David Naidu, Summit Common Council Member, Ward I

 

The opinions expressed herein are the writer's alone, and do not reflect the opinions of TAPinto.net or anyone who works for TAPinto.net. TAPinto.net is not responsible for the accuracy of any of the information supplied by the writer. Click here to submit a Letter to the Editor.

TAP Into Another Town's News:

You May Also Be Interested In

Sign Up for E-News

Summit

Status Report #5

June 20, 2018

As summer fast approaches, this will be my fifth semi-annual status report on what I have been up to on Council.  In a change from the prior two years, this year I have been serving as Council president. As such, I have had greater involvement across a multitude of different issues.  However, I want to focus on three themes that have so far permeated this Council: economic growth and ...

Upcoming Events

Carousel_image_92eaadab4fea5d764092_edc2dcd4802a1c409d7c_screen_shot_2018-04-03_at_1.15.57_pm

Sun, June 24, 8:00 AM

Summit Summer Farmers Market, Summit

Summit Farmers Market

Community Calendar Food & Drink Green Health & Wellness

Carousel_image_5e177eaae57739064cd4_397f63ad2fb50392a776_29178074_2107642336134787_2638697507160326144_n

Sun, June 24, 11:00 AM

Totowa

MakerFest 2018

Summit Police Blotter

June 19, 2018

5/29 - Mark L. Howard, 21, of Nutley was arrested and charged with burglary, theft by unlawful taking and credit card fraud. Mr. Howard was processed and released with a pending court date.

5/29 - At 1143 hours a report was taken for a theft of stolen license plate from a River Road business. The victim reported the last time the license plate was seen on the property was within the ...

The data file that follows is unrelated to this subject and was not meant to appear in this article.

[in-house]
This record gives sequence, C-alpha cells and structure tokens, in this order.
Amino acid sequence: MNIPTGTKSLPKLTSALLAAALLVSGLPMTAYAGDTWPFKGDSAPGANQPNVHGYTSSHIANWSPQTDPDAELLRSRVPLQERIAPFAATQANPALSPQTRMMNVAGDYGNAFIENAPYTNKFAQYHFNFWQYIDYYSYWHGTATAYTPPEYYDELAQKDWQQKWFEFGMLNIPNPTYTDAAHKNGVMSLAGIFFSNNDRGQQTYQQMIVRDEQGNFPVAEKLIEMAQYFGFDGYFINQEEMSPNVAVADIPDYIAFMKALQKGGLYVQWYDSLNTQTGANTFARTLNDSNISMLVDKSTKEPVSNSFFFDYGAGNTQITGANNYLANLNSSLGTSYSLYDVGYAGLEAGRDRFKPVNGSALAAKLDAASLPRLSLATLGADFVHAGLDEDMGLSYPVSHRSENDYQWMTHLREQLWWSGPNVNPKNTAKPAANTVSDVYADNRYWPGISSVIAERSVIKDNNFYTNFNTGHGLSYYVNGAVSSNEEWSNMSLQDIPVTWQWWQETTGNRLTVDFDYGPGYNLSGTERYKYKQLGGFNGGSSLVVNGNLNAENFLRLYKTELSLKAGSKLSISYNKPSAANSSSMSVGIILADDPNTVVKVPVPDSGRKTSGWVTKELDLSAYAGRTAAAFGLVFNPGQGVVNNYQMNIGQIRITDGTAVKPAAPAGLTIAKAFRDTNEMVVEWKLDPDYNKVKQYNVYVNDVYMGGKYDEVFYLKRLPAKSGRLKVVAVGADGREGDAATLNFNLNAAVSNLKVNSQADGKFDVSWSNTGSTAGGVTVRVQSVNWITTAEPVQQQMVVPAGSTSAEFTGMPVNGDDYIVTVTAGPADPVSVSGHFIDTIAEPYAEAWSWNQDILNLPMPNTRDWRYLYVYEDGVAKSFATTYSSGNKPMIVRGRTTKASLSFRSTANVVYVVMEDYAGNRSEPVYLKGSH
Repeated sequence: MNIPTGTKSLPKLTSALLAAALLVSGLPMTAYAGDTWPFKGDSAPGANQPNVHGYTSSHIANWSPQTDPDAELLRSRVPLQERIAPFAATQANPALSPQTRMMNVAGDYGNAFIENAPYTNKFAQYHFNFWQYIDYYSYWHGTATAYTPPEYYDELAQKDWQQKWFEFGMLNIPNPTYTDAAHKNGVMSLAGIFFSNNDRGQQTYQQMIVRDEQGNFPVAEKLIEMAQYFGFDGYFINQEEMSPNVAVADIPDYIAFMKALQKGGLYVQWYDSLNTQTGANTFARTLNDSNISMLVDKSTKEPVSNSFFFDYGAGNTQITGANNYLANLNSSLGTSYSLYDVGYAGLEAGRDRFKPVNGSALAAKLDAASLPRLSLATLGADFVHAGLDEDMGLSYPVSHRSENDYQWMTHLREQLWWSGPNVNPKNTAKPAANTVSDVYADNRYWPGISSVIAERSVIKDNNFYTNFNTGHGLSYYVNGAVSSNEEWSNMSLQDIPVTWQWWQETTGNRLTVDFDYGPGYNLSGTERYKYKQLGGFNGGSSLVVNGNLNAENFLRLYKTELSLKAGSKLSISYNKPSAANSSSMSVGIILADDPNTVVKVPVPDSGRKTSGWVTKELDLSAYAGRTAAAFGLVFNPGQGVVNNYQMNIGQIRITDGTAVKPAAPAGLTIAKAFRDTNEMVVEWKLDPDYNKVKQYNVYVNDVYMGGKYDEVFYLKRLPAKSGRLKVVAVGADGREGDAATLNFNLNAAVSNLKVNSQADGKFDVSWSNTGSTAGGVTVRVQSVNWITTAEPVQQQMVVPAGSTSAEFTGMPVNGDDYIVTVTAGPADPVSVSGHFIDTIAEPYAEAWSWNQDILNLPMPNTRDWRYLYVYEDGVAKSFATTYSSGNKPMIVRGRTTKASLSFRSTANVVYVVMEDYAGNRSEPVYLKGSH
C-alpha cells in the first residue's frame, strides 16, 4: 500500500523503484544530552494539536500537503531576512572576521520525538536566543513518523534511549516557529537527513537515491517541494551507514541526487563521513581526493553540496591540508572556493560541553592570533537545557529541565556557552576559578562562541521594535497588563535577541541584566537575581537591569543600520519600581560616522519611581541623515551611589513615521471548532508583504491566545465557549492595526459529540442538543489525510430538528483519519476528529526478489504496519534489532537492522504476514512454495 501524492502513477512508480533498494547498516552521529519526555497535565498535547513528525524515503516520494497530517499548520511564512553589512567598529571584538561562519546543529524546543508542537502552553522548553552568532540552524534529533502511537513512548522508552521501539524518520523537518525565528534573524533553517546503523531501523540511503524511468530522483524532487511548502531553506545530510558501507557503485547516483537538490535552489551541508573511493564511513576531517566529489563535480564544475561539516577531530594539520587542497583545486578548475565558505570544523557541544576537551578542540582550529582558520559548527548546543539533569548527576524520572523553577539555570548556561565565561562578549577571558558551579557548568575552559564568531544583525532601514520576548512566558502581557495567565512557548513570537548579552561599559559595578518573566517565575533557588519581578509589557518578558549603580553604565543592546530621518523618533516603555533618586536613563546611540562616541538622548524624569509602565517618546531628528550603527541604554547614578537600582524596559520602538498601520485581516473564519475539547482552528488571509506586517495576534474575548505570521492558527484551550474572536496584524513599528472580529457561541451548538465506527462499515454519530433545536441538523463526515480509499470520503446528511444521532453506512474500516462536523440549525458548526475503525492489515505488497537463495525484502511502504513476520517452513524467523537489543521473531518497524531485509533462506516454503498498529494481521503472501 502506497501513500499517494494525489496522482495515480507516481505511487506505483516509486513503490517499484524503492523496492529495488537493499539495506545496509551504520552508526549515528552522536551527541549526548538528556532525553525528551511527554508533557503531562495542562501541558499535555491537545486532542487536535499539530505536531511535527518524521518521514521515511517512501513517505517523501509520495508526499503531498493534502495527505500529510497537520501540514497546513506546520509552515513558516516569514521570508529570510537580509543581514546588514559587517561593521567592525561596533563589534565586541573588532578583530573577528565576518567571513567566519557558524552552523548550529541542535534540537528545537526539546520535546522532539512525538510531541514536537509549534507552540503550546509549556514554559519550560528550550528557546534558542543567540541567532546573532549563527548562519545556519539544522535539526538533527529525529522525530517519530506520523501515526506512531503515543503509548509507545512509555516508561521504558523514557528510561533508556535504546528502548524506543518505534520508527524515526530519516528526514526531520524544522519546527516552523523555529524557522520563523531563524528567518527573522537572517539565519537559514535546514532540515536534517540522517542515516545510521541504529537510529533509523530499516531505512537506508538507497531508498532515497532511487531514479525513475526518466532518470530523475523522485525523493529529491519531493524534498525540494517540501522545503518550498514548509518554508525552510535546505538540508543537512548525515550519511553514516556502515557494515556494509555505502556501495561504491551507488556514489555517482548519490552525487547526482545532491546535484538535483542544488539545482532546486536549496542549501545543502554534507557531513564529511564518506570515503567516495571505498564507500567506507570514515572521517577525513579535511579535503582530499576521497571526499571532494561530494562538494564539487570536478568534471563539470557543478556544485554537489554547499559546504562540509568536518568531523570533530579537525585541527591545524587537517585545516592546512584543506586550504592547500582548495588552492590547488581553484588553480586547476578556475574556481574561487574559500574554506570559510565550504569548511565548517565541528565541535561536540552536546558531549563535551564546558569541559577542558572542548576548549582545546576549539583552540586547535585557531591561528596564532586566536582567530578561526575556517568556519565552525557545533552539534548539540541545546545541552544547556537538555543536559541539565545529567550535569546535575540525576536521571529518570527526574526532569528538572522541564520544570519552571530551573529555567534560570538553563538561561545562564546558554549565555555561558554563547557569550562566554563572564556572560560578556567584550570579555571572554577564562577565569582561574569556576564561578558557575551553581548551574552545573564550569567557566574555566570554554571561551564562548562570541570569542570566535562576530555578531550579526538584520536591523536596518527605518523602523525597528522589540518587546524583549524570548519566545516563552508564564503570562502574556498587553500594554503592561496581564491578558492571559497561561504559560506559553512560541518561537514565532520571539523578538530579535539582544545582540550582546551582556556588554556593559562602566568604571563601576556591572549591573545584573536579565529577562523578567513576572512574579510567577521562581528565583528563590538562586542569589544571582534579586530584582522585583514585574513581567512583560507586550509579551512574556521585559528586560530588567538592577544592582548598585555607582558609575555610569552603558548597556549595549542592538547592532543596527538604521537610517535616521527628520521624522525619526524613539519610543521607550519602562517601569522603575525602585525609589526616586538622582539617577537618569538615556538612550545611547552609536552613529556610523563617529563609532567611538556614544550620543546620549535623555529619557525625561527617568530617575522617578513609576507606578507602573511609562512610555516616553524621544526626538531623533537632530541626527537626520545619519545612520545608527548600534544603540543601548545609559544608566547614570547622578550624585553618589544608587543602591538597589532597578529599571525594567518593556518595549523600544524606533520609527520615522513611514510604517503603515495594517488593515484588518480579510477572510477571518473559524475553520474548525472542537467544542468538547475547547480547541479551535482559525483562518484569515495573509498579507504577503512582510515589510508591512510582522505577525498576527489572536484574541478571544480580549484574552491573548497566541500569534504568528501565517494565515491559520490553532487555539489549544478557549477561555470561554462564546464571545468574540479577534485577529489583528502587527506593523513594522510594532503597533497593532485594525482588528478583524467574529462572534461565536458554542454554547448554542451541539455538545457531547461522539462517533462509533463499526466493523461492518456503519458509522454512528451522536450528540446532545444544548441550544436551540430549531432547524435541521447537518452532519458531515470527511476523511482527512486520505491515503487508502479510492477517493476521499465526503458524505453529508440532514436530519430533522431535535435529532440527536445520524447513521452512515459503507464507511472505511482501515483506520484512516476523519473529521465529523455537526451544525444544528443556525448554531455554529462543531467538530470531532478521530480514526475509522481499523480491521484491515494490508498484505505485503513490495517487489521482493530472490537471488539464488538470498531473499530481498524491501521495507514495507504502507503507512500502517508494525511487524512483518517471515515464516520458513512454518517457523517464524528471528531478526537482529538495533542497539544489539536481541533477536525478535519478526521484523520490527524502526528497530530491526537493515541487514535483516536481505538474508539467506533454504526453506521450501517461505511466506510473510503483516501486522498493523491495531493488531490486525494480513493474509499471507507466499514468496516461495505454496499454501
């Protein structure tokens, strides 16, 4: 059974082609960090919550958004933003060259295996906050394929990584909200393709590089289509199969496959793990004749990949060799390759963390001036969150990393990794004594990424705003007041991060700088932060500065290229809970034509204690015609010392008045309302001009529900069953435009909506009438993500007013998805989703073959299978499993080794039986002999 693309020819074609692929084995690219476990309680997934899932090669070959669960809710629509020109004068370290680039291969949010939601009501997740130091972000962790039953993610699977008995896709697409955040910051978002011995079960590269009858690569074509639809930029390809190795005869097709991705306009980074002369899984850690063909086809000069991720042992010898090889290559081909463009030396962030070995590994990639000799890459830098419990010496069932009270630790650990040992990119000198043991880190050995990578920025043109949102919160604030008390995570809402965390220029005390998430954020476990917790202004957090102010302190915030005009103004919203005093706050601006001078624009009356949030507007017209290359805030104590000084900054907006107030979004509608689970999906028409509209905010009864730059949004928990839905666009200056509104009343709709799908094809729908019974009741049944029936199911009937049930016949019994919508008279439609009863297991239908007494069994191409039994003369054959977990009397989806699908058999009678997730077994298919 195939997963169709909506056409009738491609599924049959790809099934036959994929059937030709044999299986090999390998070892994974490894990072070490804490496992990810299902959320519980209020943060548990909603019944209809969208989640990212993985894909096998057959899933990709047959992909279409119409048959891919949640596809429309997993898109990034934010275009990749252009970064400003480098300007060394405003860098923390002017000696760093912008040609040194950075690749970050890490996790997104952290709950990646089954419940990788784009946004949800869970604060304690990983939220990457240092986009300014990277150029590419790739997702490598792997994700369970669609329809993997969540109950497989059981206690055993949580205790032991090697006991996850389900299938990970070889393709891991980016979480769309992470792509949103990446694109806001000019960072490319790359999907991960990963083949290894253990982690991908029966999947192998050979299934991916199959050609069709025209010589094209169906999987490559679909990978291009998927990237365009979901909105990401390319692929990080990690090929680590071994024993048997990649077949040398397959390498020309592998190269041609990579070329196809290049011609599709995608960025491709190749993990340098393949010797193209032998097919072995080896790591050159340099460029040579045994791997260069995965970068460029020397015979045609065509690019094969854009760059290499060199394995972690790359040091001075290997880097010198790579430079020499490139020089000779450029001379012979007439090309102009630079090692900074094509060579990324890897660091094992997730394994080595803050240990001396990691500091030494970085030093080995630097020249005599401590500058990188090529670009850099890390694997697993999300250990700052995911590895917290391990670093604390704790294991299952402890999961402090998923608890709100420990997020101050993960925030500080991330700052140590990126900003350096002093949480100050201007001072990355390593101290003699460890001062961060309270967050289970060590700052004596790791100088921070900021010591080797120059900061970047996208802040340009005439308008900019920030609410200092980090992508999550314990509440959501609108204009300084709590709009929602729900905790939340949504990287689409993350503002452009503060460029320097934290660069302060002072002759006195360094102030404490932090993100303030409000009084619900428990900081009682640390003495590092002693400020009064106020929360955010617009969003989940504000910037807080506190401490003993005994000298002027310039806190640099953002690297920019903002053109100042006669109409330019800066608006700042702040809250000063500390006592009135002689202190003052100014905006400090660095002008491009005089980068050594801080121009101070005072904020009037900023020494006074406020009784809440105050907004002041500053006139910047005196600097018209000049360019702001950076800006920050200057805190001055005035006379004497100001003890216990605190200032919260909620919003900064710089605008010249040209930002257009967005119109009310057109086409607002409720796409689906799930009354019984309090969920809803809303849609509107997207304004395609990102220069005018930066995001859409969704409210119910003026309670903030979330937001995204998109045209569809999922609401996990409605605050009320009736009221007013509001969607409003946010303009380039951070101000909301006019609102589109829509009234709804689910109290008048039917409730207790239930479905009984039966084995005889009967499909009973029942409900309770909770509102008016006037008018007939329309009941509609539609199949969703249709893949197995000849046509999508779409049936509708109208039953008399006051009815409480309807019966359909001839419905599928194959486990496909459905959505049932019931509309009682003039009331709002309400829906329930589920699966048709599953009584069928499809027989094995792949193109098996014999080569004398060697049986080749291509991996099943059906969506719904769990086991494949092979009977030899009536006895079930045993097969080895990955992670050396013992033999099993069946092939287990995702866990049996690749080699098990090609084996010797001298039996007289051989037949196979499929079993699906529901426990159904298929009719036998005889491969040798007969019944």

Video: Dietze Says Despite Trade War Fears, Economy's Fundamentals Remain Strong

June 20, 2018

Point View Wealth Management's Founder, President and Chief Investment Strategist, David Dietze, live from the CNN building on the case for bullishness despite a potential trade war:

ptview.com/medias/tv-radio

For more than 25 years, Point View Wealth Management, Inc. has been working with families in Summit and beyond, providing customized portfolio management services ...

Video: Point View's Petrides Talks U.S.-China Tariff Tussle's Market Impact

Point View Wealth Management's Managing Director and Portfolio Manager, John Petrides, live on Cheddar.com discussing the market impact resulting from tariffs between the United States and China:

ptview.com/medias/tv-radio

​​​​​For more than 25 years, Point View Wealth Management, Inc. has been working with families in Summit and beyond, providing customized portfolio ...

Maximizing Your Portfolio’s Returns -- Beware the Taxman

The old adage in the investment world is that it is not what you make, but what you keep that counts.  Investors often overlook the ultimate deflator of portfolio returns – the taxman. An astute global asset allocation should be the number one priority for investors.  However, there are preferred ways to distribute this asset allocation over the spectrum of taxable and ...

Video: In The Zone with Christa Anderson

A must watch for anyone considering renovations, here is a recent interview that I conducted -- on my HomeTowne TV Show called “Are You Ready for Life?” -- with Christa Anderson, City of Summit Zoning Officer, to discuss the nuances within the variance process.

I asked Christa to shed some insight into the approval process, explain why it’s necessary, and ...

Hello, Neighbors

Hi, Summit families!

My name is Betsy Stoeber and I’ve been the owner and director at the specialized learning center Brain Balance of Summit since 2011. I first encountered Brain Balance the year before we opened as a parent. My own son participated in our innovative program at the center in Norwalk, CT, to address a number of learning challenges.

Traveling there three times per week ...

My So-Called Graduation

The last of my children graduated from high school.  

 

My son and daughter threw their caps high into the air and cheered their liberation from one symbolic institution before contemplating their matriculation into other, much larger institutions significantly further away.  

 

Or at least far enough away that they won’t be needing rides home from ...